The abundance of quotation marks in this headline is intentional: I wanted to try the BBC style, inspired by their lawyers, I suspect. Nah... one and only experiment. The story itself is from UPI this time.
Britain's cyberwar against al-Qaida took a sweet turn when intelligence officials hacked into a Web site, subbing bomb-making plans with a cupcake recipe.Of course, I am happy to read about this achievement by a famous intelligence service. There are only two points I would like to discuss here.
The cyber operation was undertaken by MI6 and and Britain's Government Communications Headquarters to disrupt efforts by al-Qaida in the Arabian Peninsula to recruit so-called lone wolf terrorists with the English-language Inspire magazine, The Daily Telegraph said.
The first has to do with the order of magnitude of this intelligences feat. You have to agree that, compared to the towering historical achievements of MI6 in the past, such as almost singlehandedly winning the Cold War, getting rid of Francisco Scaramanga, the Man with the golden gun, the epic victory against Ernst Stavro Blofeld etc., putting a picture of a few cupcakes on someone's site is, to say it gently, a bit of a anticlimax. But possibly, just possibly, the next step will be to replace the picture of Osama Bin Laden (Piss Be Upon Him) with a choice of several lolcats. This will learn them, I am sure.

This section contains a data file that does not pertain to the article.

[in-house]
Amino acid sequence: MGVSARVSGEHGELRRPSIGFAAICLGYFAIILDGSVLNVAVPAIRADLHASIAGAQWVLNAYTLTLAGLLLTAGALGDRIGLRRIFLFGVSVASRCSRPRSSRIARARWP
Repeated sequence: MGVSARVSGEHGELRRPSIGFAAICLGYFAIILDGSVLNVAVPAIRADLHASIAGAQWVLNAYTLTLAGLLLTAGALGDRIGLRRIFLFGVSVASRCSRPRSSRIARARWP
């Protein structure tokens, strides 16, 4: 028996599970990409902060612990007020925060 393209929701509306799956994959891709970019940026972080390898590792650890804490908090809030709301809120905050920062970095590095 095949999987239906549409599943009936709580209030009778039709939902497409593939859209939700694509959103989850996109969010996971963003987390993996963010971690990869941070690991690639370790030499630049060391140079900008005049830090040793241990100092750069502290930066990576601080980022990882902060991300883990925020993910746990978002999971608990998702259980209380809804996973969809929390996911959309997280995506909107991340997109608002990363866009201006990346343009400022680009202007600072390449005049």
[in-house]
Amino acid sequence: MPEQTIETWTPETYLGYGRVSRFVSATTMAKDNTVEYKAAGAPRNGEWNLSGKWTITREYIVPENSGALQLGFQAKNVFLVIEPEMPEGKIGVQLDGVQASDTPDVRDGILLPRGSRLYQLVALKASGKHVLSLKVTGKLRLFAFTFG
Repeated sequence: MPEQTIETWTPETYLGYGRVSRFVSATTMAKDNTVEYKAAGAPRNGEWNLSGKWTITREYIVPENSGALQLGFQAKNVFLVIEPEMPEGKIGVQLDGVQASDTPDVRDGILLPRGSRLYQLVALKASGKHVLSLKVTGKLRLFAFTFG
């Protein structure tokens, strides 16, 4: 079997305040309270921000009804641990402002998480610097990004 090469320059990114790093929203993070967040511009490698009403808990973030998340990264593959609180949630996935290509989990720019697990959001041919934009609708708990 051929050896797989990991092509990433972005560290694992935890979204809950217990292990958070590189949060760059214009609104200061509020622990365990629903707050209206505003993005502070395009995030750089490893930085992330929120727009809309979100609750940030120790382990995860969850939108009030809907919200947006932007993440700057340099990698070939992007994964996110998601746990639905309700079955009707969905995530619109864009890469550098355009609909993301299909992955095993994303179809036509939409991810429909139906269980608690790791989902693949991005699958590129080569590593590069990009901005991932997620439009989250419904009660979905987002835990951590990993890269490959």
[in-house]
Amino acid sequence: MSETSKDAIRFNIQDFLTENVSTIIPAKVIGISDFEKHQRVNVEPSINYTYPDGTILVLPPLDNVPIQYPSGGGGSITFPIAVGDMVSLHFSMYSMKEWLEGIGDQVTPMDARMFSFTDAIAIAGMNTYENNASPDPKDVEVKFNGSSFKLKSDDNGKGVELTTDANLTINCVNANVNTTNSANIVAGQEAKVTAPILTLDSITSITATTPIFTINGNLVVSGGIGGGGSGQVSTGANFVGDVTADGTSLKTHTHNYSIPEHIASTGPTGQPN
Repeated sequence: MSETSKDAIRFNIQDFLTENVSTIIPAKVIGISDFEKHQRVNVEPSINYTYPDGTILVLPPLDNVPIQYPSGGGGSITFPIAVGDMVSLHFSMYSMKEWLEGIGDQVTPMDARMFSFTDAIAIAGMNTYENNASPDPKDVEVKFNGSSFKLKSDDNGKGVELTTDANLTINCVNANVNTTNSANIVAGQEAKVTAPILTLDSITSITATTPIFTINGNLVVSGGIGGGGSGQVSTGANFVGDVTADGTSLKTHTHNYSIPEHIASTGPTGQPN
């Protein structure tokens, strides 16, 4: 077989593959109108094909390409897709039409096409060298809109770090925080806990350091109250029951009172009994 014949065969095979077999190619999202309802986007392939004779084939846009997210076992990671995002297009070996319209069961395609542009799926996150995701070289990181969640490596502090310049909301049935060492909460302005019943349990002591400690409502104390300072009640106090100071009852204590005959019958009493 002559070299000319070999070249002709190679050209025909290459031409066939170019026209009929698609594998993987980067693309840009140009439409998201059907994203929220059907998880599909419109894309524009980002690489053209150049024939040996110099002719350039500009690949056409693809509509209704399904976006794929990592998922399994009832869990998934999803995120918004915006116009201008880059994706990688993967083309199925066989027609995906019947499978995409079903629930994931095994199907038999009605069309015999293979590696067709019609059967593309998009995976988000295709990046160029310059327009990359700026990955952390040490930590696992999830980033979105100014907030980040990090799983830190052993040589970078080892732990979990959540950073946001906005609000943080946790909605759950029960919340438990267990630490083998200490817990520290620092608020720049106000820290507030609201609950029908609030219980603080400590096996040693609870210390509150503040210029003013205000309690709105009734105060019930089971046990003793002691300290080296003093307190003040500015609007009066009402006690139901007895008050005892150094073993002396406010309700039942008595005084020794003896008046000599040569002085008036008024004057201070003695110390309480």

Another, more important issue related to that same story: it is widely known that grown-ups, be they the best spies the history has known or evil scientists of highest caliber, are simply unable to do the hacking required for the task described in the article. The only kind of people who are in sufficient command of their facilities and are willing to undertake such a mission for peanuts are kids, aged between 10 and 14. Which opens a new can of worms: does MI6 use child labor? Are the British Parliament, the British government and her Majesty aware of such a horrendous goings-on on the soil of Albion (unless, of course, it is foreign children that were used)?
Someone has to get to the bottom of this, I declare.
And the last one, but it doesn't count as a point, just a random find: Amazon UK do know what is what (click on the image, as usual):